"What does the Lord require but to do justice, love mercy and walk humbly with our God?" — Bible: Micah 6:9
I don’t think Neil Diamond is a Christian — as far as I know, he’s still Jewish — but he wrote a song called “Pretty Amazing Grace,” which blows my mind because it has some strong Christian concepts behind it. Maybe he’s resolved things between him and God? Who knows?
I’m currently reading a book called Transforming Grace by Jerry Bridges. The book focuses on reminding Christians that God draws people to him based on his grace and mercy and not based on our merits or works. The Bible teaches there is nothing people can do to get to heaven. (Ephesians 2:8-9) I accepted Christ as my Lord and Savior and became a Baptist 16 years after being a Roman Catholic. Coming from a Roman Catholic background, I’d view my standing with God based on a “points” system. For example, let’s start at zero. If I was nice to or complimented someone, I’d give myself a +1. But later on, if I told a white lie to my parents, I’d give myself a -1 putting me right back where I started. So I’d go back and forth on this points system trying not to reach a deficit. The new church I joined taught that there was no points system, people couldn’t earn their way to heaven, and that one had to rely solely on God’s grace — the gift he gives the people who believe in Jesus Christ.
After a few years though, being a Christian became burdensome — not because of God — but because of the rules the church I attended would begin to impose in my life:
- you’re in sin if you don’t wear a skirt past your knees
- if you don’t go knocking on doors and proselytizing to people, you’re in sin
- if you’re not in church every time the doors are open, you’re in sin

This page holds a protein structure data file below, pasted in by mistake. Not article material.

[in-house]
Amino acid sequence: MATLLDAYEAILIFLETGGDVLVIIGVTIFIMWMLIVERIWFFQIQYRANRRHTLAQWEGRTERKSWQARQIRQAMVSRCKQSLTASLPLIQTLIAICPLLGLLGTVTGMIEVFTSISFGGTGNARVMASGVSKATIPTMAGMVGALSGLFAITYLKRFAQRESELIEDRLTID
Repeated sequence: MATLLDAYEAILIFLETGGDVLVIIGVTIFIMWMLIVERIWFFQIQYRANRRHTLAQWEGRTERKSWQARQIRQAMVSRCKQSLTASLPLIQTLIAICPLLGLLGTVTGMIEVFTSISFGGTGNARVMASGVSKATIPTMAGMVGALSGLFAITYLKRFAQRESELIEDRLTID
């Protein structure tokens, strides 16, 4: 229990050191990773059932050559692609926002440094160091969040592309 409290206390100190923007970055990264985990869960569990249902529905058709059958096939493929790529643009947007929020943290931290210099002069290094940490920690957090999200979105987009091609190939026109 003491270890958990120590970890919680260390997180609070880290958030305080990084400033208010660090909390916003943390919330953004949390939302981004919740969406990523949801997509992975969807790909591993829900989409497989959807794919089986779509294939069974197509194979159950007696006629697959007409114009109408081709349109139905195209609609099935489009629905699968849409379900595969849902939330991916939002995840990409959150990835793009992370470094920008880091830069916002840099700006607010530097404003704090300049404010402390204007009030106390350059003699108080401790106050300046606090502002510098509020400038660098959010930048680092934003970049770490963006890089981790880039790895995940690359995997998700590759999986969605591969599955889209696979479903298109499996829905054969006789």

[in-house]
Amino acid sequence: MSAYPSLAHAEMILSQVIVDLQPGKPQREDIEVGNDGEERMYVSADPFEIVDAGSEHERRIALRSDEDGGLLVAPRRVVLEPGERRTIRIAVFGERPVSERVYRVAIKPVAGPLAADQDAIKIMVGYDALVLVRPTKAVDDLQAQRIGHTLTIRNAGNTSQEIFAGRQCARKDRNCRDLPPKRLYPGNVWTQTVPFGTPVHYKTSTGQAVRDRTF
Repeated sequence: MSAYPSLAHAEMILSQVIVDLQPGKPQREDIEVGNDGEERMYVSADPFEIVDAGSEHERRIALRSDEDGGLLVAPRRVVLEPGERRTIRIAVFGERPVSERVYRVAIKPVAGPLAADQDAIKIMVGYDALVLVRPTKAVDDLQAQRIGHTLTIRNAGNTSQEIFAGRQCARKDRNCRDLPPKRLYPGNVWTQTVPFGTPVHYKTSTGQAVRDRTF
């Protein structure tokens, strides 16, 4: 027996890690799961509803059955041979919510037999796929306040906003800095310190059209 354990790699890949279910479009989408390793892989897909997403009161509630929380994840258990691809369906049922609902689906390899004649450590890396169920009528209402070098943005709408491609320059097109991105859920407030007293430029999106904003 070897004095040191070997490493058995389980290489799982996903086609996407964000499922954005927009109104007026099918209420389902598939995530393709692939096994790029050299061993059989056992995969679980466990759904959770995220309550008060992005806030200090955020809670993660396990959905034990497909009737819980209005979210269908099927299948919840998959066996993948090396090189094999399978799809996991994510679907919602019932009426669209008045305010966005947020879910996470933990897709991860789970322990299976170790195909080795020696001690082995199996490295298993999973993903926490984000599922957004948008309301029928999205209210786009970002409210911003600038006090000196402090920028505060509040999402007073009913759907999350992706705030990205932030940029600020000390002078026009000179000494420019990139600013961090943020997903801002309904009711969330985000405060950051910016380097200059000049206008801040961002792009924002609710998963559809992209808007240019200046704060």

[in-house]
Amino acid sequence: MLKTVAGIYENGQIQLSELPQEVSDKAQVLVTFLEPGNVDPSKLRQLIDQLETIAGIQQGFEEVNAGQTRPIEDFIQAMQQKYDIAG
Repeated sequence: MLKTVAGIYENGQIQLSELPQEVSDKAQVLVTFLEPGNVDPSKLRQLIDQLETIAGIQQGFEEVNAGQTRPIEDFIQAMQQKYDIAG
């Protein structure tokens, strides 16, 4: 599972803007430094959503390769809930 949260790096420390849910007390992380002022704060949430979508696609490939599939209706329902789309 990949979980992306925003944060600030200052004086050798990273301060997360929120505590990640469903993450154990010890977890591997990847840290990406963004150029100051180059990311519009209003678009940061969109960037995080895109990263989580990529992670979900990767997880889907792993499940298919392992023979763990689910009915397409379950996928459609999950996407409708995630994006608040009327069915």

- working on Sundays is a sin unless you’re a doctor or a nurse (it’s OK to heal people on the Sabbath)
The church taught one thing but did another. I began to feel as though I was never doing enough for God no matter how hard I tried. I was back on the points system.
Transforming Grace is a book intended to blow legalism out of the water. It takes legalistic concepts and casts them into the depths of the sea (Micah 7:19) or puts them as far as the east is from the west (Psalm 103:12). It reminds Christians that any blessings they receive or any favor they find in God’s sight is not based on what they do, how good they are, or how many “points” they’ve racked up. After years of bashing myself as a bad Christian, this book reminds me that in and of myself, I’m a pretty bad person. (Romans 3:10-12) But with a belief in Christ, God doesn’t see me as bad; he sees Christ’s righteousness. So there’s no more points to earn. There’s nothing I can do to make God love me any less or any more.
And this is where Neil Diamond’s song “Pretty Amazing Grace” steps in. I don’t know what Neil Diamond’s spiritual belief is but somehow, he’s grasped the concept of God’s grace quite well. As a result, I’ve chosen “Pretty Amazing Grace” for the song of the week as I continue my studies in learning more about Transforming Grace. You can listen to the full song here, and the lyrics are behind the cut.